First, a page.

By Kristen Hays
HOUSTON | Thu Jul 15, 2010 4:46pm EDT
HOUSTON (Reuters) – BP Plc conducted pressure tests on its blown-out Gulf of Mexico well on Thursday and said no oil was leaking into the ocean for the first time since the accident began in April.
As part of the test, BP shut off the valves to a newly placed containment cap. Initial results early on in the test showed that the cap had completely contained the flow from the ruptured deep-sea well, BP said.
BP’s U.S. shares jumped 10 percent after the company announced that its test had managed to shut off the flow of oil into the ocean.
After a delay to fix a leak, BP began the test on Thursday afternoon on the cap that could stop all or most of the flow of crude that has been polluting the ocean and coastline since April 20 in the worst offshore oil spill in U.S. history.
The test, which could last between six to 48 hours, will show whether the cap can safely shut off the flow from the well if oil-capture vessels at the surface must disconnect.
Earlier in the day, the top U.S. oil spill official backed away from earlier assurances that the new cap would be used to completely seal the well until relief wells eventually kill it with heavy mud and cement.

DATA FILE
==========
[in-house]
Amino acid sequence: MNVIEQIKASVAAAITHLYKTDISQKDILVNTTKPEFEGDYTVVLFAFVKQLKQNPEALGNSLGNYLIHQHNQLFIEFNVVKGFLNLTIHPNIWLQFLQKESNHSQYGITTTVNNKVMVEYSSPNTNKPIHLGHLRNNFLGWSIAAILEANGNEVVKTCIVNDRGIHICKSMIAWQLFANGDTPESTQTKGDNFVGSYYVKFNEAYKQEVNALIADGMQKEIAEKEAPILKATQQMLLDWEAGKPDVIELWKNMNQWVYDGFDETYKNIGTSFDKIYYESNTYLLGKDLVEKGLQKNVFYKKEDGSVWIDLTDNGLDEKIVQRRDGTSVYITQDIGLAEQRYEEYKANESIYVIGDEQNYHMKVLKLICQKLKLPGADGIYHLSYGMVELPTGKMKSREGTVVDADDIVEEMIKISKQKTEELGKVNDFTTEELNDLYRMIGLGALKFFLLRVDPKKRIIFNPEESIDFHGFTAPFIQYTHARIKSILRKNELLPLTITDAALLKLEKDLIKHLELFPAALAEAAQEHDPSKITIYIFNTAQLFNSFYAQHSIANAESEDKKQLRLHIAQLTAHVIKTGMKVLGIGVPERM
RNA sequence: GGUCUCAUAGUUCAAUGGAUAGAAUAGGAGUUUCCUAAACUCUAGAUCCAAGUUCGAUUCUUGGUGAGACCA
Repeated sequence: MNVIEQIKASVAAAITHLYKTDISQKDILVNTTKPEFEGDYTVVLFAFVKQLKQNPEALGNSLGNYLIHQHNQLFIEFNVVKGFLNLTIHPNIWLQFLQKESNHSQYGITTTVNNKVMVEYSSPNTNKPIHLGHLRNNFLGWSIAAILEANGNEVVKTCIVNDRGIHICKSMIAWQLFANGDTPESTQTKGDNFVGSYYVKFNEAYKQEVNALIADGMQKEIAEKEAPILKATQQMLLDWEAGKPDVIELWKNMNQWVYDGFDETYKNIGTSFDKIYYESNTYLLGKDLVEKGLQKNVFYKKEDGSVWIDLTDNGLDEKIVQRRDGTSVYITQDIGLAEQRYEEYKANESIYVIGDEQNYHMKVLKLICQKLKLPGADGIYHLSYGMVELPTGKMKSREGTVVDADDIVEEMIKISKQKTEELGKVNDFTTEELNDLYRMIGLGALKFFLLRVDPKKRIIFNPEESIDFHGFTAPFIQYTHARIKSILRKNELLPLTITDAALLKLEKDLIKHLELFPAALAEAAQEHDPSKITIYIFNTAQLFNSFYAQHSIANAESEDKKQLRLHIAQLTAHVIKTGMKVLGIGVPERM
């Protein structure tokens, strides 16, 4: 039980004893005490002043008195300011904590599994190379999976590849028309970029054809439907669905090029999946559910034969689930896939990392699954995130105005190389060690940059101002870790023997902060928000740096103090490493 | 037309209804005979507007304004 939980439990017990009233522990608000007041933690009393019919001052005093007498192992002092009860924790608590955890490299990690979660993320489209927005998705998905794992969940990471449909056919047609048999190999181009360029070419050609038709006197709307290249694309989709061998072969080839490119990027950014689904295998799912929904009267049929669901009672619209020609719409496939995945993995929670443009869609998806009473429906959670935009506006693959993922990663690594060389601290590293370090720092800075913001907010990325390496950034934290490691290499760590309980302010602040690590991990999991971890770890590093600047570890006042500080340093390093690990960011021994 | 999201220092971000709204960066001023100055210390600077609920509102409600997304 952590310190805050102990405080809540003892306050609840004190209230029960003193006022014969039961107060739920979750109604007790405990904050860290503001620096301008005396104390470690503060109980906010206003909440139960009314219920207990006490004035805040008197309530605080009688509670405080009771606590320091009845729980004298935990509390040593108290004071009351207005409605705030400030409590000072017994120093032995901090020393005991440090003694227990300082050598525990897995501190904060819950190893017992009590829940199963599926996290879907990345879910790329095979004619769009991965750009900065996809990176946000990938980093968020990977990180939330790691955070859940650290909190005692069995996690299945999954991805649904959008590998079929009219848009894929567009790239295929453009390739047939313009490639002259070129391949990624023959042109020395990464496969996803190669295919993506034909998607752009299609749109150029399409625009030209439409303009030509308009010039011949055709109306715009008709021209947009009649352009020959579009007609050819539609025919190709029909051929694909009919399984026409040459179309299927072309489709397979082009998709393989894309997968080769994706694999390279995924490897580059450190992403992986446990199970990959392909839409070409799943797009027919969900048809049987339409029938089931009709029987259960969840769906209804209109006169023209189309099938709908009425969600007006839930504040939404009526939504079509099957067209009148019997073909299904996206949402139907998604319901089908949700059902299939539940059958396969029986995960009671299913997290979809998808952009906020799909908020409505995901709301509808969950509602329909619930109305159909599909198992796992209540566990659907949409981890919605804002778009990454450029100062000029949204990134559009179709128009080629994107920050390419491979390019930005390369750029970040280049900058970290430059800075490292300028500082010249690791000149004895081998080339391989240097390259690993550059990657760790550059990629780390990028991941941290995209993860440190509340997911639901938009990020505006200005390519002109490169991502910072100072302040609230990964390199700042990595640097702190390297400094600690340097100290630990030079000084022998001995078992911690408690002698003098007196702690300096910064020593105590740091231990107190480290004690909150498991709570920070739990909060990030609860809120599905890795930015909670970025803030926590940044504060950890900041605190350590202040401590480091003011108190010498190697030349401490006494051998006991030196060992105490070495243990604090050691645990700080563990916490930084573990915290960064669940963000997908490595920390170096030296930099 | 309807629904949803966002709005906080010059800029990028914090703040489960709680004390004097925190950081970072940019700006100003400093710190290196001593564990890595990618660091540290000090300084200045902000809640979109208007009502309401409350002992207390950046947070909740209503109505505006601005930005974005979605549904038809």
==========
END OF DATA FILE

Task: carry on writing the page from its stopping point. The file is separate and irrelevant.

Retired Coast Guard Admiral Thad Allen said the cap could possibly shut the well, but might also be used only to block the flow during emergency situations like a hurricane, when BP’s surface containment effort would be suspended.
“The intention of the capping stack was never to close in the well per se,” Allen told reporters in New Orleans. “The best reason to be able to shut in the well right now … is it allows us to abandon the site if there is a hurricane.”
“We can certainly consider shutting in the well — that is a possibility and of course we would like to do that.”
As the company pushed ahead on the spill control effort, U.S. energy company Apache Corp was moving forward on a possible $10 billion deal for some BP properties, including major assets in Alaska, CNBC reported.
Reports that Apache was seeking $6 billion to $7 billion for the purchase helped extend a rally in BP’s U.S. shares, bringing them up 3 percent in mid-afternoon trade.
(Additional reporting by Chris Baltimore in Houston, Matthew Lynley in New York and Ayesha Rascoe and Andrew Quinn in Washington; Writing by Deborah Charles; Editing by Will Dunham)